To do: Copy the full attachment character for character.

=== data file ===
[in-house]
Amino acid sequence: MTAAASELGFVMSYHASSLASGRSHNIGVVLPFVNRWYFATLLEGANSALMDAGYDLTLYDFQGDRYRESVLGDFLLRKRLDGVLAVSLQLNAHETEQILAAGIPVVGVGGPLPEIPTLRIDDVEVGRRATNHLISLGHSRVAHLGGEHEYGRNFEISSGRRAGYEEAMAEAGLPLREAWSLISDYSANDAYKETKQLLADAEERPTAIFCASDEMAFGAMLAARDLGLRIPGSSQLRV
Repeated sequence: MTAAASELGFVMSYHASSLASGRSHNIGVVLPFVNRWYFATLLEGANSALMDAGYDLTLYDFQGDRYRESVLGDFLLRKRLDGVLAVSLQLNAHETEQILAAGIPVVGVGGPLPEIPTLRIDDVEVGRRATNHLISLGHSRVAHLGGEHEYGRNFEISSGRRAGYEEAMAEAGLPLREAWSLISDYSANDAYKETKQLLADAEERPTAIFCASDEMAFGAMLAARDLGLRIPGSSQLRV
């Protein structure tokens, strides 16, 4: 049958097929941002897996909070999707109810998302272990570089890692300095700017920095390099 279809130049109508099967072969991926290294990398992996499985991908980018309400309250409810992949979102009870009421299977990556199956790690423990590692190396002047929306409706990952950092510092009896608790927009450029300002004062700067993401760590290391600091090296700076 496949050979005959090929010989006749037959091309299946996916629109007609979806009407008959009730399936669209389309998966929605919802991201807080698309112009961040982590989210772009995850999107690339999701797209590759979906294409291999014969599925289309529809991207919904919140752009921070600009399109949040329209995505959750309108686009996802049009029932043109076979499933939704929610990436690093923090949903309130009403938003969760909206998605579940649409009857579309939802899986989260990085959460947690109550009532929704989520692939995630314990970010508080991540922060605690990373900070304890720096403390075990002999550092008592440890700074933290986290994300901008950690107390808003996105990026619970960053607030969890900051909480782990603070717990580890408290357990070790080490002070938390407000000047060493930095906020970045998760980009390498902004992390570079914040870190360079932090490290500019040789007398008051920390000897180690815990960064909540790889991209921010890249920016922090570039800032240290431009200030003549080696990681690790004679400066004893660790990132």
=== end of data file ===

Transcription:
[in-house]
Amino acid sequence: MTAAASELGFVMSYHASSLASGRSHNIGVVLPFVNRWYFATLLEGANSALMDAGYDLTLYDFQGDRYRESVLGDFLLRKRLDGVLAVSLQLNAHETEQILAAGIPVVGVGGPLPEIPTLRIDDVEVGRRATNHLISLGHSRVAHLGGEHEYGRNFEISSGRRAGYEEAMAEAGLPLREAWSLISDYSANDAYKETKQLLADAEERPTAIFCASDEMAFGAMLAARDLGLRIPGSSQLRV
Repeated sequence: MTAAASELGFVMSYHASSLASGRSHNIGVVLPFVNRWYFATLLEGANSALMDAGYDLTLYDFQGDRYRESVLGDFLLRKRLDGVLAVSLQLNAHETEQILAAGIPVVGVGGPLPEIPTLRIDDVEVGRRATNHLISLGHSRVAHLGGEHEYGRNFEISSGRRAGYEEAMAEAGLPLREAWSLISDYSANDAYKETKQLLADAEERPTAIFCASDEMAFGAMLAARDLGLRIPGSSQLRV
């Protein structure tokens, strides 16, 4: 049958097929941002897996909070999707109810998302272990570089890692300095700017920095390099 279809130049109508099967072969991926290294990398992996499985991908980018309400309250409810992949979102009870009421299977990556199956790690423990590692190396002047929306409706990952950092510092009896608790927009450029300002004062700067993401760590290391600091090296700076 496949050979005959090929010989006749037959091309299946996916629109007609979806009407008959009730399936669209389309998966929605919802991201807080698309112009961040982590989210772009995850999107690339999701797209590759979906294409291999014969599925289309529809991207919904919140752009921070600009399109949040329209995505959750309108686009996802049009029932043109076979499933939704929610990436690093923090949903309130009403938003969760909206998605579940649409009857579309939802899986989260990085959460947690109550009532929704989520692939995630314990970010508080991540922060605690990373900070304890720096403390075990002999550092008592440890700074933290986290994300901008950690107390808003996105990026619970960053607030969890900051909480782990603070717990580890408290357990070790080490002070938390407000000047060493930095906020970045998760980009390498902004992390570079914040870190360079932090490290500019040789007398008051920390000897180690815990960064909540790889991209921010890249920016922090570039800032240290431009200030003549080696990681690790004679400066004893660790990132």